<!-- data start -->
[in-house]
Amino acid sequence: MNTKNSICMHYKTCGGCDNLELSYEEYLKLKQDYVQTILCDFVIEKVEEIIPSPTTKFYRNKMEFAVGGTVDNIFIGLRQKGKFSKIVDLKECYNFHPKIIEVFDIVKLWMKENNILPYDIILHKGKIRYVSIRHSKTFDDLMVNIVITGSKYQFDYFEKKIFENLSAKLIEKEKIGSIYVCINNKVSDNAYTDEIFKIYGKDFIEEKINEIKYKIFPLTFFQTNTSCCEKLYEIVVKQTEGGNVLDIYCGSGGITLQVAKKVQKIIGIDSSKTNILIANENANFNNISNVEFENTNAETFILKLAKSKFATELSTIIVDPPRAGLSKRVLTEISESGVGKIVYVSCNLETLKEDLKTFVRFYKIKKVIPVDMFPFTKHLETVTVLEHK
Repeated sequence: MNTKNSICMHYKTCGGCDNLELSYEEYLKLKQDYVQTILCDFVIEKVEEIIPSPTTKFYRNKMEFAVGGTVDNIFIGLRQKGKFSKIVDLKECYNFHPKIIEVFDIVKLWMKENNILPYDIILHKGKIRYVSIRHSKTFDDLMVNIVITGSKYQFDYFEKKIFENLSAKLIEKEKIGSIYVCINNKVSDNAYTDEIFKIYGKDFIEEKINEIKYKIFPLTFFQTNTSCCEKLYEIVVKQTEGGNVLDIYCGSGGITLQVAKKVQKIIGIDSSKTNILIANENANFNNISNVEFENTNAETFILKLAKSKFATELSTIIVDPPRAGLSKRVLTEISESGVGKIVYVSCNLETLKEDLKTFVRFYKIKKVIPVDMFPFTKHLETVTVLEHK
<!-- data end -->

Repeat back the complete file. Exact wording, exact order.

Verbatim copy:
[in-house]
Amino acid sequence: MNTKNSICMHYKTCGGCDNLELSYEEYLKLKQDYVQTILCDFVIEKVEEIIPSPTTKFYRNKMEFAVGGTVDNIFIGLRQKGKFSKIVDLKECYNFHPKIIEVFDIVKLWMKENNILPYDIILHKGKIRYVSIRHSKTFDDLMVNIVITGSKYQFDYFEKKIFENLSAKLIEKEKIGSIYVCINNKVSDNAYTDEIFKIYGKDFIEEKINEIKYKIFPLTFFQTNTSCCEKLYEIVVKQTEGGNVLDIYCGSGGITLQVAKKVQKIIGIDSSKTNILIANENANFNNISNVEFENTNAETFILKLAKSKFATELSTIIVDPPRAGLSKRVLTEISESGVGKIVYVSCNLETLKEDLKTFVRFYKIKKVIPVDMFPFTKHLETVTVLEHK
Repeated sequence: MNTKNSICMHYKTCGGCDNLELSYEEYLKLKQDYVQTILCDFVIEKVEEIIPSPTTKFYRNKMEFAVGGTVDNIFIGLRQKGKFSKIVDLKECYNFHPKIIEVFDIVKLWMKENNILPYDIILHKGKIRYVSIRHSKTFDDLMVNIVITGSKYQFDYFEKKIFENLSAKLIEKEKIGSIYVCINNKVSDNAYTDEIFKIYGKDFIEEKINEIKYKIFPLTFFQTNTSCCEKLYEIVVKQTEGGNVLDIYCGSGGITLQVAKKVQKIIGIDSSKTNILIANENANFNNISNVEFENTNAETFILKLAKSKFATELSTIIVDPPRAGLSKRVLTEISESGVGKIVYVSCNLETLKEDLKTFVRFYKIKKVIPVDMFPFTKHLETVTVLEHK